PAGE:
An Obama administration decision to cancel a government contract for aerial firefighting planes in 2011 has left the U.S. Forest Service’s airborne fleet depleted as rapidly moving wildfires spread throughout the state of Colorado and elsewhere in the country amid excessive heat and extremely dry weather conditions.
The reduction in the number of planes—from more than 40 to just 11—ended a 50-year relationship between the Forest Service and Aero Union, which provided the planes, and 60 jobs, fighting fires. The Forest Service cited an airworthiness inspection program as one reason for terminating the contract, despite the company’s insistence that it had passed its annual inspection.
“Our main priority is protecting and saving lives, and we can’t in good conscience maintain an aviation contract where we feel lives may be put at risk due to inadequate safety practices,” said one Forest Service official.
A pair of tanker crashes, including one earlier this month, has further reduced the number of immediately available aircraft to just nine.
Calls for a review of Forest Service planning related to the nation’s aging and inadequate fleet came from four lawmakers in a letter sent in March 2012 by Sens. Ron Wyden (D-OR), Jeff Bingaman (D-NM), Lisa Murkowski (R-AK) and Dianne Feinstein (D-CA) to the Government Accountability Office.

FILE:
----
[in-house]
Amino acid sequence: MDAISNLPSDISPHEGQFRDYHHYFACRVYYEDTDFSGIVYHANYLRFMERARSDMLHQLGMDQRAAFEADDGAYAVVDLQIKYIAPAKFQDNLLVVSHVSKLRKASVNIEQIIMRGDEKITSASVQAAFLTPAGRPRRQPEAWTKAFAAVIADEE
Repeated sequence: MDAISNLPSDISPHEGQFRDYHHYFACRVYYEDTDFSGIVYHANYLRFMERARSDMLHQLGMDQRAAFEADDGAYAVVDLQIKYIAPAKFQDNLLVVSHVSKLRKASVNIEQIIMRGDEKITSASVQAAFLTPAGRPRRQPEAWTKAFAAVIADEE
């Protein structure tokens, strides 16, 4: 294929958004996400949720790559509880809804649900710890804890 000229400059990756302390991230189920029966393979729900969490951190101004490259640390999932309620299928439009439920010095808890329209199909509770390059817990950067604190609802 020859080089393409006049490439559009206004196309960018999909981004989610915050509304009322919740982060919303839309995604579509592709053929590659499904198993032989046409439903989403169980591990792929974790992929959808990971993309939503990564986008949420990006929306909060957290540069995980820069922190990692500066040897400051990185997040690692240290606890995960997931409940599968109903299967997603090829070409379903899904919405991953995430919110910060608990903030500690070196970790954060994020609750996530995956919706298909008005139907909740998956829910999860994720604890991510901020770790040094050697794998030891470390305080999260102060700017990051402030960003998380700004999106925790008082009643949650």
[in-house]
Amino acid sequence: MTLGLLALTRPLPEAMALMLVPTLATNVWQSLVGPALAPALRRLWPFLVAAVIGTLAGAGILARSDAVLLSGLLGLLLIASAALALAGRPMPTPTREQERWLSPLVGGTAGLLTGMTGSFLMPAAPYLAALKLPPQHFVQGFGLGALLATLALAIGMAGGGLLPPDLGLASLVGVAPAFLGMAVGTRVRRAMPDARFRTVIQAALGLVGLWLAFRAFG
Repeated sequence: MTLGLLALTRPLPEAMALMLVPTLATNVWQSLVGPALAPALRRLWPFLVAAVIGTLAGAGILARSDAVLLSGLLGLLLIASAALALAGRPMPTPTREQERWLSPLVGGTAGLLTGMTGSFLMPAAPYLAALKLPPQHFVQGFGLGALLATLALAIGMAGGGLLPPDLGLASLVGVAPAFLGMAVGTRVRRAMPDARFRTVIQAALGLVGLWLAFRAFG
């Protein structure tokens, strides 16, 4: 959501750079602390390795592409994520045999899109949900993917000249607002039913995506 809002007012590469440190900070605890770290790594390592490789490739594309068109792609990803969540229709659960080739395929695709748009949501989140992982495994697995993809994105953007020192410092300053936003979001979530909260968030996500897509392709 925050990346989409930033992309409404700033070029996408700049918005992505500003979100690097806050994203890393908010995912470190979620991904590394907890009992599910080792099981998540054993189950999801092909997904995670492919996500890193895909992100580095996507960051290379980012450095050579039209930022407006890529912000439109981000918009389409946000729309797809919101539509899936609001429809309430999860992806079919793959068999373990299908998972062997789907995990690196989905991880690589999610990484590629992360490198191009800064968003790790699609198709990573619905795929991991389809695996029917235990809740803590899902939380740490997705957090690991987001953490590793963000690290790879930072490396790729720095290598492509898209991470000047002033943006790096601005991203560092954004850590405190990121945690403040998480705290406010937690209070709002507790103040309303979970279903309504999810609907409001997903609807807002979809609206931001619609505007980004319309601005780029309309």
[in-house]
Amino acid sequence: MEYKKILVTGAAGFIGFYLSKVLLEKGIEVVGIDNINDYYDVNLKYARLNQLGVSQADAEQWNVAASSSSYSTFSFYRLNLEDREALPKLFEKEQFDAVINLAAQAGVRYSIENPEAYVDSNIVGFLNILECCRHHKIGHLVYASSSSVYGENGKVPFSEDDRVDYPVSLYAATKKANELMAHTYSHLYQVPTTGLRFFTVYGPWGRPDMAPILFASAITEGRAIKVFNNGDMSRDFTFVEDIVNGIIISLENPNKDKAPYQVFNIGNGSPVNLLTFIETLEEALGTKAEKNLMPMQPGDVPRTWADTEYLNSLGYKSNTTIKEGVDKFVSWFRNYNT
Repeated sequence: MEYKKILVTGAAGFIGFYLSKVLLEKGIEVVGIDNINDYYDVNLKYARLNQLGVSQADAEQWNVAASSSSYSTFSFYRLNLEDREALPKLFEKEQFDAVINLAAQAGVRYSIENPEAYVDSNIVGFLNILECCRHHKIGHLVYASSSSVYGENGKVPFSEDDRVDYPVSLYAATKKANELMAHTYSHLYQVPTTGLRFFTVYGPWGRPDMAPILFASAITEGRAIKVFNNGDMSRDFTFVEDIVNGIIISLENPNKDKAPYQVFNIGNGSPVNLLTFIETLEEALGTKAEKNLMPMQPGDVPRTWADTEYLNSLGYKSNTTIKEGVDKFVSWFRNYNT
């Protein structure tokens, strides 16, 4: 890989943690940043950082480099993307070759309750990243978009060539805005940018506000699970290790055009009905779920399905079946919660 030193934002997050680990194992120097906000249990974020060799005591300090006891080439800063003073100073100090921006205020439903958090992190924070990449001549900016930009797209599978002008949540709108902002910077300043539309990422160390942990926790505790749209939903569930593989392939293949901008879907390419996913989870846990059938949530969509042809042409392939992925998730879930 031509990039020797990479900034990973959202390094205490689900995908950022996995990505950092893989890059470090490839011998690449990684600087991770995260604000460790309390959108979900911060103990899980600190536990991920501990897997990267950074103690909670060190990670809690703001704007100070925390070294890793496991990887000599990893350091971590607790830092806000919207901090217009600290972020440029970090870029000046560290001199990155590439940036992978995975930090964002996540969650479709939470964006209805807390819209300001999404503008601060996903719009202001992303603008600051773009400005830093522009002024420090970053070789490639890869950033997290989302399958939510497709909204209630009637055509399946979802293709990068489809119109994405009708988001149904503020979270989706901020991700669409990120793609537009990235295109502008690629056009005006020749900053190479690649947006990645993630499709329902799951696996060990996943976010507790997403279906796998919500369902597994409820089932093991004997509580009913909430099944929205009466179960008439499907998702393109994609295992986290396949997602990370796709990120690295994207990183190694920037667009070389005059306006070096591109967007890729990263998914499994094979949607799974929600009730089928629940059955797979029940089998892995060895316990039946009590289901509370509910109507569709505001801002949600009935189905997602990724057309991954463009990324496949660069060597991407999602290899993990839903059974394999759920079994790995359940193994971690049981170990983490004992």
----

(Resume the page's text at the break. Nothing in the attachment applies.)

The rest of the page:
Speeding up the agency’s slow-moving long-term strategy process would be necessary should another record-breaking year of wildfires strike in 2012, the Washington Post noted as early as February, but the push to replace the entire fleet of large aircraft has stretched out over at least a decade.
Air tanker crashes in 2002, including one in Colorado, put pressure on the Forest Service to weed out many dilapidated planes, including converted tankers from the 1940s and 1950s that were showing signs of excessive wear from the demanding stress of fighting fires. Tankers across the country were grounded temporarily as a precaution following the crash.
The Forest Service’s own estimates call for as many as 18-28 “next generation” large air tankers to meet the nation’s firefighting requirements. As a stopgap, the Forest Service has tapped into preexisting arrangements with the state of Alaska, the Canadian Interagency Forest Fire Centre, and the military to deploy an additional 16 large air tankers.
But recent news from the Forest Service announcing plans for seven new firefighting aircraft from contracts awarded to four different firms will not provide immediate relief, as only three tankers will be available this year (but not, perhaps, for several months), and the remaining four will be delivered in 2013.